- The community orchestra is always in need of more money and we run several fun and revenue-producing events throughout the year (with which you can help in various ways, too!). But we know that these events do not appeal to everyone who might want to support our vital performances. How would you put the “fun” into fundraising? Work with us to experiment with an event you would attend and see if you can challenge the amount of income produced now.
Consider the premises on which these appeals are based:
- It is possible that someone outside the organization may, in fact, have a great idea no one has yet developed inside it. Innovative thinking can come from the most unexpected places. Why not discover and harness it?
- Some people (maybe Baby Boomers, but also others) are more attracted to being innovators than to filling an established assignment, no matter how valid the assignment may be. So offering a chance to be creative or experimental may recruit a totally new population of volunteers.
- People who participate in crafting the goals and strategies of their work are always more vested in the outcomes (which is as true of paid staff as of volunteers). So this may be a counterbalance to the trend towards single-day service, which is the quintessential expression of “here’s my energy for a few hours, but not my commitment.”
But, But, But…
I can hear the objections now, so let me also clarify a bit more.
First and foremost, I would never suggest that you should word the invitation to be entrepreneurial as a promise to act on every idea offered. Of course not. Some ideas will be foolish, or expensive, or even illegal (not necessarily criminal, but against health and safety standards, for example). So your recruitment message must be clear in stipulating that you are seeking ideas, will consider them all carefully, but retain final say over what is done in the name of your organization.
The important thing, however, is to get a wide range of people thinking on your behalf! Even an unworkable idea can potentially have the seed of a concept that leads to something quite extraordinary. But only if you and others in your organization genuinely welcome out-of-the-box points of view.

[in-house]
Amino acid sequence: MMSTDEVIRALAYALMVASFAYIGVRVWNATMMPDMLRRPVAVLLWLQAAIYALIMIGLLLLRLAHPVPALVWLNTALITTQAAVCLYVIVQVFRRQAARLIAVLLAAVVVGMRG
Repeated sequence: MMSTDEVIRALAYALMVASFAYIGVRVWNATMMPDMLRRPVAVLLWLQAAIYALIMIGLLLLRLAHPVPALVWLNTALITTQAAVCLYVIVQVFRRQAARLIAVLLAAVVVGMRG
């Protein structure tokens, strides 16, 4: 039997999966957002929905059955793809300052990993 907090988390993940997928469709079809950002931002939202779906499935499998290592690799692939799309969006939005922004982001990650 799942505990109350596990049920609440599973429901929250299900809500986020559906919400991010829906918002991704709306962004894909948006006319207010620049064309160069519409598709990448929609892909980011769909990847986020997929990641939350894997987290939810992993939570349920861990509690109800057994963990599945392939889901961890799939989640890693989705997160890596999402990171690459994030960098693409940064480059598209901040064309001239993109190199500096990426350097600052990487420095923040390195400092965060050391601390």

Next, the person who has a great idea may be completely unable to strategize how to make it real. So you also do not want to promise that acceptance of a concept means the volunteer will be in charge.
You also do not have to ask for completely new approaches. If you definitely want to continue one-to-one at-home visiting, recruit for new ideas for activities to be done during the visit, or on different schedules, or whatever. Rather than a new fundraising event, elicit creativity for “fringe” activities to raise more money around it. And so on.
Finally, if you do not want to give new volunteers the reins to enact their ideas directly, allow them to be a think tank at the preparation phase, or advisors throughout the process.
Whether we are dealing in social entrepreneurship, civic engagement, donated professional services, pro bono work, or – dare we say it? – volunteering, our mission is to mobilize as wide a spectrum of community members as possible to meet real needs. We can rise to the challenge of living up to a new name. As long as we also shine a spotlight on what’s already being done by volunteers that’s worthy of note, and perhaps surprising to the uninitiated.
- What do you think of this approach?
- Are you already recruiting entrepreneurial or creative volunteers? How is it working for you?
- Has this essay suggested a need around which you might ask for strategic help? Please share.
Have you read Susan's books? She's authored 11!
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How to integrate volunteers under the age of 14 into an existing adult volunteer program: multi-age teams, designing work, preparing the agency, liaisoning with schools, and legal issues.
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A set of checklists, worksheets, idea stimulators, and other practical guides for senior-level leaders to incorporate volunteer involvement as a key ingredient in the overall strategy of an organization.